Against Virginia Tech, the Tide utilized mostly three wide receiver sets forcing the Hokies to play long stretches in their nickel defense. The nickel transfers the edge force responsibilities from the whip and rover to the defensive ends and the nickel corner. Alabama decided to stay away from James Gayle and run left behind Cyrus Kouandjio, who draft analysts consider an elite NFL left tackle prospect. Alabama uses a zone blocking scheme similar to the scheme the Hokies installed under Jeff Grimes, and Kouandjio was tasked with reach blocking defensive end J.R. Collins. While the stat book won't tell the story, Collins had a performance for the ages, dominating Kouandjio again and again to prevent T.J. Yeldon from getting to the edge.
Let's take a look at Collins' technique.
Alabama runs a zone stretch to the wide side of the field. The Hokies are in the nickel, but the front is in a 46 alignment. Edwards is on the edge outside of Gayle, and Jarrett is up aligned as an inside linebacker. Kouandjio is supposed to attempt a reach block on Collins, but Collins beats Kouandjio to the spot and gets up field while keeping his outside shoulder free for leverage.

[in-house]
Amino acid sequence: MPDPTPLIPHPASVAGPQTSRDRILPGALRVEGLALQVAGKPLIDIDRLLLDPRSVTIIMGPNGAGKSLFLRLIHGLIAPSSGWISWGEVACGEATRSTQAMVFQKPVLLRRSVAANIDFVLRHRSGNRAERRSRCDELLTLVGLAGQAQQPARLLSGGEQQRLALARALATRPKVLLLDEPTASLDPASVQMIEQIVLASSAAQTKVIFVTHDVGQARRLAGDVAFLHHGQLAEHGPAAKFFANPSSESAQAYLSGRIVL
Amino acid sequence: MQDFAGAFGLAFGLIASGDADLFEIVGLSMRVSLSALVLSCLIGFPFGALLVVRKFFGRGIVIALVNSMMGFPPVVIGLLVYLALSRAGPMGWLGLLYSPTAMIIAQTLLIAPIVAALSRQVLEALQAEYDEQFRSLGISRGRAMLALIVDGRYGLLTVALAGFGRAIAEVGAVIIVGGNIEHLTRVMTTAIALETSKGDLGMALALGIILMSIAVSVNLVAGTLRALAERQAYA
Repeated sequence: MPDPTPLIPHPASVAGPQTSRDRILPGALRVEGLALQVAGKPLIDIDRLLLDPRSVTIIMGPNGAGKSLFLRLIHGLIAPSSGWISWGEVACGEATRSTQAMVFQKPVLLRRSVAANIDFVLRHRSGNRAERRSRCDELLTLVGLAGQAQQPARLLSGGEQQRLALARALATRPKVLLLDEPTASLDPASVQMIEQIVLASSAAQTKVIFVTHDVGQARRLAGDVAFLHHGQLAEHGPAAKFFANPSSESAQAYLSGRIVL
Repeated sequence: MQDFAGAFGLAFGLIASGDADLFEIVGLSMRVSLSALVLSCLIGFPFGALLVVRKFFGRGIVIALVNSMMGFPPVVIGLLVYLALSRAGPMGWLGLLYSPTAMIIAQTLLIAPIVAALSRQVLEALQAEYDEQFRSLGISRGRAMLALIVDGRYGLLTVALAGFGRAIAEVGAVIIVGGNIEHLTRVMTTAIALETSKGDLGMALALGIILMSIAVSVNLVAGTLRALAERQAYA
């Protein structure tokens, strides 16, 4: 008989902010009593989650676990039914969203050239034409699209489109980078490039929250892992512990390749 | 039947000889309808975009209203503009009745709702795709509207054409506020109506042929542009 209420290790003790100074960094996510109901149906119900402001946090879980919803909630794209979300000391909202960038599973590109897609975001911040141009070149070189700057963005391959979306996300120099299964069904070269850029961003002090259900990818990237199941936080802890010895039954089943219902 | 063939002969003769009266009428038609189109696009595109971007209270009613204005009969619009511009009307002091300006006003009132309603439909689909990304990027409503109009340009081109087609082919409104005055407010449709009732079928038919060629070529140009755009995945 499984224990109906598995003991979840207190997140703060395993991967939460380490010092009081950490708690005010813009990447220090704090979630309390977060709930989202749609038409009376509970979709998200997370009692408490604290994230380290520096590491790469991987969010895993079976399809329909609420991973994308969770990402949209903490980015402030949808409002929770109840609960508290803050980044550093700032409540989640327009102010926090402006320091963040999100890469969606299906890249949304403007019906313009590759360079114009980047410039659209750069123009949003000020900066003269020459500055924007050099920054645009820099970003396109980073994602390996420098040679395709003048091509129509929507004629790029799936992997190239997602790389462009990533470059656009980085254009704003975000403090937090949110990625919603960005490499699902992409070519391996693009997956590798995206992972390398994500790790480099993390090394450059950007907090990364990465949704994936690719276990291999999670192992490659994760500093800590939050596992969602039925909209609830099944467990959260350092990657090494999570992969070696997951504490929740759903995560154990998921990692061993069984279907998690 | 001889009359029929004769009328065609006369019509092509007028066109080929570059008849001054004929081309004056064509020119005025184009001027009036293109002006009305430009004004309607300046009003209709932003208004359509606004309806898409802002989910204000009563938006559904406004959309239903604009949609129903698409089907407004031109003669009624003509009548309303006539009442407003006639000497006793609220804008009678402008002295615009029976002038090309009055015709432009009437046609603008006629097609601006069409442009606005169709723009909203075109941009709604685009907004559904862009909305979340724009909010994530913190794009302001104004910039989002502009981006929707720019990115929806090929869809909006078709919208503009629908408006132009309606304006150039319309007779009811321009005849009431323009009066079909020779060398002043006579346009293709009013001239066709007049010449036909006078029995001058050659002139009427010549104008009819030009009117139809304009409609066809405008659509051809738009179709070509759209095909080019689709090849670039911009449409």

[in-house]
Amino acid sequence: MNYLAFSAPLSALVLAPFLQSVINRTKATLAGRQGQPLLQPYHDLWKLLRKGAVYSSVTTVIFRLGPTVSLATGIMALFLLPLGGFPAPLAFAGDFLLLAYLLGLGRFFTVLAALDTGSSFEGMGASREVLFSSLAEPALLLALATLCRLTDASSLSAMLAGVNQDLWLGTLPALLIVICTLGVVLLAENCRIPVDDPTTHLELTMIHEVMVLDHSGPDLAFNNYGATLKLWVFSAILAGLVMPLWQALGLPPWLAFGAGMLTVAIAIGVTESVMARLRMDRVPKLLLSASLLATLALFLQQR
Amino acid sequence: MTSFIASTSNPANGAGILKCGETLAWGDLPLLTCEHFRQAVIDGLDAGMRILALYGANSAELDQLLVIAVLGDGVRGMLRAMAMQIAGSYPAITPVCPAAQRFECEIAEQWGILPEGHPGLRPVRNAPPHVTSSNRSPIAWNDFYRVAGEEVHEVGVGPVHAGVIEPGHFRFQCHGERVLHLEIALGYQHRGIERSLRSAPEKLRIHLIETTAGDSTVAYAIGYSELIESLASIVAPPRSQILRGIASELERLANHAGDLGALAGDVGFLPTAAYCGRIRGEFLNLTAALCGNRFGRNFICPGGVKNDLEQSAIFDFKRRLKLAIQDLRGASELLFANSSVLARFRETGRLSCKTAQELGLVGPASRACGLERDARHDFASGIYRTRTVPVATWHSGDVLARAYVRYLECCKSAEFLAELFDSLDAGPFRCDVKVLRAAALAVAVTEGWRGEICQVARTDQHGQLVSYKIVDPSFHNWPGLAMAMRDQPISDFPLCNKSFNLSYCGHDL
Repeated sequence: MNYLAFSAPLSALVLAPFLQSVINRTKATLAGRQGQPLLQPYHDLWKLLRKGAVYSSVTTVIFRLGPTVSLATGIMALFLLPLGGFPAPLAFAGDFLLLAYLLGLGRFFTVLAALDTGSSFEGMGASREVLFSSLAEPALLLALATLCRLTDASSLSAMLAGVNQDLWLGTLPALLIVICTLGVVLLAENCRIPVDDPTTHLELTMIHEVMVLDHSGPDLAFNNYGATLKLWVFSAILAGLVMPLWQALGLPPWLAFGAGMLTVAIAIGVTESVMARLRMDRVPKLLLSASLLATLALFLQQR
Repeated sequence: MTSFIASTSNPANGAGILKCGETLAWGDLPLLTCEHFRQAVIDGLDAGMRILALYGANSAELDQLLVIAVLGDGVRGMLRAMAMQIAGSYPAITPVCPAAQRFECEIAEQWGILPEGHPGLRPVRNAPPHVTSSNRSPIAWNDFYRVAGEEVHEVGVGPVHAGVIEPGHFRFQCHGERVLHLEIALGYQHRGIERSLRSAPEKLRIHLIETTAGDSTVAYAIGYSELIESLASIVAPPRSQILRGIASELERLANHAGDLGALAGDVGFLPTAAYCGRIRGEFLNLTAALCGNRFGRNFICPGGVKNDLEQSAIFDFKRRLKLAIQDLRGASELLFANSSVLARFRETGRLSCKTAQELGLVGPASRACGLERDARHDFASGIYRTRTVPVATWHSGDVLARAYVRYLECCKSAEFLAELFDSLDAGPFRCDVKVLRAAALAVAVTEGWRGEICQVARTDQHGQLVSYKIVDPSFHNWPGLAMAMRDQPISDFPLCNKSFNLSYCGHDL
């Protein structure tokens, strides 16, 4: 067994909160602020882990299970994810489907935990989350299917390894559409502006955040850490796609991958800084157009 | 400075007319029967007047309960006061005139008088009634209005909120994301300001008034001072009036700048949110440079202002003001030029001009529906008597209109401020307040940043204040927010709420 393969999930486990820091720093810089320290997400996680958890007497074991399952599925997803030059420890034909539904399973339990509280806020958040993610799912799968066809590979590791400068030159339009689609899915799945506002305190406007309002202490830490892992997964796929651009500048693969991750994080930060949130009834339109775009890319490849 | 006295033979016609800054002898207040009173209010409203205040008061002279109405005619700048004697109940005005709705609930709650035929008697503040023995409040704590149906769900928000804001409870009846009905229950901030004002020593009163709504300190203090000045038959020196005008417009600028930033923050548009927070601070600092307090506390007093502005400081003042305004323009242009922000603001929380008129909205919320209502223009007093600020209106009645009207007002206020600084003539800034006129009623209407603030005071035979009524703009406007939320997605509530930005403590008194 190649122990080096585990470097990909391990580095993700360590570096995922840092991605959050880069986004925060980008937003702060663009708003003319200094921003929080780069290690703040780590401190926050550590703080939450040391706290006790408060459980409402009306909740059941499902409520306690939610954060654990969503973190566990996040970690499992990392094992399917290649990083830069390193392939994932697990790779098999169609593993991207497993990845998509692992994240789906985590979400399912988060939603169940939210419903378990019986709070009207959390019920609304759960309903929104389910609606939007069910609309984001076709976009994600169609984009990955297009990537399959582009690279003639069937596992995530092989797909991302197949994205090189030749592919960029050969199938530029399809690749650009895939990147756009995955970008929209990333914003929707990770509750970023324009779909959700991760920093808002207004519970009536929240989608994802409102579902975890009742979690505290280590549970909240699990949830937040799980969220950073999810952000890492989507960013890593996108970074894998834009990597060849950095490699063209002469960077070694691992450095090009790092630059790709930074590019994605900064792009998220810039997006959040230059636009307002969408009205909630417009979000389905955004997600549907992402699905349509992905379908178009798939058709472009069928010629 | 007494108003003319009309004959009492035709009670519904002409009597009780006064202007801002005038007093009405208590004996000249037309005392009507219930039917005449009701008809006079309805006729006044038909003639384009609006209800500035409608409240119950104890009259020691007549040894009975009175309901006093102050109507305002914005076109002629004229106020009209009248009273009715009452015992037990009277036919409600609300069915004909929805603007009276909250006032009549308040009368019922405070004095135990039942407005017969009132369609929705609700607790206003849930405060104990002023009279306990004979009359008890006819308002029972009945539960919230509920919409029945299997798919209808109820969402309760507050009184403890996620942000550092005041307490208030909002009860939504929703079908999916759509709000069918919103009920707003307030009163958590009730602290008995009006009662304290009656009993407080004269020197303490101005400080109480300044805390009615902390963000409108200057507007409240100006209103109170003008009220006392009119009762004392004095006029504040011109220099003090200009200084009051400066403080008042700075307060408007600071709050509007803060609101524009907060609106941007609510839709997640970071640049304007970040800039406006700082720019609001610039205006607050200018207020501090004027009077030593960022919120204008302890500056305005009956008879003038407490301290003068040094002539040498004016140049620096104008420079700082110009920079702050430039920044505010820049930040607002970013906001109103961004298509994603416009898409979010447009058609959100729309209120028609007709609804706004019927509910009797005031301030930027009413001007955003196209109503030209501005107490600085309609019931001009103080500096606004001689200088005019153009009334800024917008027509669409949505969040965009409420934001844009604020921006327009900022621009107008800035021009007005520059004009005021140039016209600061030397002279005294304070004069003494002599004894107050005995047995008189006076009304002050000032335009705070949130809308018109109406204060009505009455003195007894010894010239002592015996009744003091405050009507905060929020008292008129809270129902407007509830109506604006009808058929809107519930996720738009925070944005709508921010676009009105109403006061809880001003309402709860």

Derrick Hopkins splits a double team with his gap fit. Jack Tyler fills the guard-center gap, with Maddy and Gayle taking away a cutback lane.
Tariq Edwards shoots in from his 46 alignment on the edge, and when Yeldon reads that Collins isn't reached, he cuts back right into Edwards. There is nowhere to go for Yeldon, and every player is in the correct position to take away any potential cutback lanes after Collins forces the edge.
Alabama repeatedly attacked Collins, and Collins repeatedly beat Kouandjio's attempted reach blocks. Here again, Collins beats Kouandjio to the edge, forcing a cutback by the tailback. This time, Collins gets a piece, but both Hopkins and Edwards are there to finish the job.